You may never have heard of adenomyosis before, but it’s more common than you think! A surprising 20.9 percent of all women may be living with it right now (x). Adenomyosis is a condition that affects the uterus. It is by no means life-threatening and is sometimes hard to diagnose. In fact, many women have it and go about their lives never knowing (x, x).
Should you be worried? While adenomyosis is considered benign, it can be extremely painful and severely impact quality of a patient’s life. Depending on the patient’s age and overall health, it may also adversely impact the ability to conceive. Doctors recommend that patients seek diagnosis and treatment quickly if they are looking to have children (x). Depending on the symptoms and severity, adenomyosis can be treated with surgery or over-the-counter medications. The type of treatment depends partly on the classification, whether it’s focal, focal adenomyoma or diffuse adenomyosis (x). The most common treatment for older women suffering from severe adenomyosis is a hysterectomy (x).
What symptoms does adenomyosis cause? How do you tell if it’s adenomyosis or just an irregular period? Should you go to the doctor or just wait it out?
What is Adenomyosis?
What is adenomyosis exactly? Adenomyosis is when the inner lining of the uterus (endometrium) breaks through the inner wall (myometrium) and begins to grow within the uterus lining. The out-of-place endometrial tissue continues with its normal functions: thickening, breaking down and bleeding during the menstrual cycle. But because it’s now in the muscle wall, it causes the surrounding muscles to expand with it. This can cause severe pain and heavy periods and can impact fertility (x, x).
The symptoms of adenomyosis are sometimes readily apparent, but other times they go unnoticed. The condition often only causes mild discomfort as opposed to severe pain, so a professional diagnosis is important. Signs of adenomyosis include (x):
- Excessive menstrual bleeding (menorrhagia), with heavy clotting
- Painful period cramps (dysmenorrhea) (x)
- Pain during sexual intercourse (dyspareunia) (x)
- Inflammation in the uterus
- Bleeding between periods
- Pressure on the bladder and rectum
- Abdominal pressure and bloating
Adenomyosis symptoms will vary throughout the menstrual cycle because estrogen levels fluctuate in the body, which causes the uterus to shed its lining. Symptoms may noticeably improve or even vanish entirely after menopause due to the absence of a menstrual cycle (x).
Adenomyosis vs. Endometriosis
Most women in their lifetime have probably heard of a similar condition called endometriosis. In fact, adenomyosis and endometriosis are closely related conditions and are often confused for one another.
So what is endometriosis? It’s a condition where the inner lining of the uterus (endometrium) begins to grow outside of the uterus lining. It can also spread to other parts or organs in the body, like the ovaries and bowels. The main difference between adenomyosis and endometriosis is their location: adenomyosis occurs within the uterus wall but endometriosis occurs outside of it (x, x, x).
If a patient experiences any of the symptoms listed above, chances are they may have adenomyosis or endometriosis—or even both. It’s possible. For an accurate diagnosis, visit a physician. An MRI or transvaginal ultrasound scans the uterus for signs of either condition. A pelvic exam may also be necessary (x, x).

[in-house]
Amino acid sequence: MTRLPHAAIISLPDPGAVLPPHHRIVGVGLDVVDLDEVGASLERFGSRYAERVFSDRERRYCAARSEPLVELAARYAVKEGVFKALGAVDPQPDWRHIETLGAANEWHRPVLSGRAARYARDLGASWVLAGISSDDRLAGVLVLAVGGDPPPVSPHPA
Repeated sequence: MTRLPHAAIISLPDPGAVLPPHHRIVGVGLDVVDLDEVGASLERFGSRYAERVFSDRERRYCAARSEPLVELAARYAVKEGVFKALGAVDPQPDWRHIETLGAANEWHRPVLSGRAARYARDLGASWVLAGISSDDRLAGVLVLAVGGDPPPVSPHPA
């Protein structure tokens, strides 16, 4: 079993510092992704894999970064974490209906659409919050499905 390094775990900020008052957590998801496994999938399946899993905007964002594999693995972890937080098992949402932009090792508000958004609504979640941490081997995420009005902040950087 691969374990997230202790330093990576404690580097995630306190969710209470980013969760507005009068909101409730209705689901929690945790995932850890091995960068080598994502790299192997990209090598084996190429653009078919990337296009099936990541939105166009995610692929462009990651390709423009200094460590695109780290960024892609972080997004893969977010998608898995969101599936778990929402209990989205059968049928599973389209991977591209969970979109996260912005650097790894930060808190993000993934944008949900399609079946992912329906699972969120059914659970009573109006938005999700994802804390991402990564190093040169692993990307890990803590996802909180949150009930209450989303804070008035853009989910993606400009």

Causes of Adenomyosis
Regardless of the direct cause, the growth of adenomyosis depends on estrogen circulating in the body. When estrogen production declines during menopause, adenomyosis will eventually disappear. Fluctuating hormone levels in the female body may also trigger adenomyosis—estrogen, prolactin, follicle stimulating hormones and progesterone. Physicians do not know the exact cause (or causes) of adenomyosis. However, experts have come up with several theories, many of them related to pregnancy and childbirth. The most common and plausible theories include (x, x):
Invasive Tissue Growth
Some experts believe that invasive tissue growth is responsible for adenomyosis. If a patient has had any incisions into the uterine wall during operations, such as a C-section, it might cause the endometrial tissue from the lining of the uterine wall to invade the muscle tissue underneath.
Stem Cell Origins
The stem cell origins theory is one of the more recent ones. Adenomyosis may develop when bone marrow stem cells invade the uterine muscle. However, because this theory is newer, there are not many studies to prove or disprove this idea (x).
When the fetus first forms in the uterus, endometrial tissue may deposit within the uterine muscle. This may weaken the uterus wall and allow adenomyosis to form.
Uterine Inflammation Related to Childbirth
Sometimes during the postpartum period, the uterine lining can become inflamed. This may cause it to weaken and break, allowing the endometrial cells to slip into the uterus wall.
Vaginal injury may also cause adenomyosis. If the injury causes inflammation, macrophages and cytokines may travel into the myometrium.
Risk Factors for Adenomyosis
Adenomyosis may develop in all women of reproductive age. However, several studies state that the average woman with adenomyosis is between 40 and 50 years old (x).
If the patient is multiparous—has given birth more than once—then they may be especially at risk for developing adenomyosis. A high percentage of multiparous women have been diagnosed with the condition.
Uterine surgeries may disturb the endometrial-myometrial border. This may cause the endometrial glands to invade the myometrial layer or muscle wall, leading to adenomyosis.
Using antidepressants may increase the risk of adenomyosis. They may cause prolactin levels in the body to shoot up, which then overregulates the uterine prolactin receptor messenger RNA, leading to adenomyosis (x, x).
Researchers have identified a connection between postmenopausal women and breast cancer. The patients were treated with tamoxifen for the cancer and the researchers concluded that adenomyosis was more common in these patients than in those who hadn’t been treated with tamoxifen (x).
Congruent Disorders of Adenomyosis
Adenomyosis isn’t life-threatening. Still, it’s a cause for concern and may come with complications.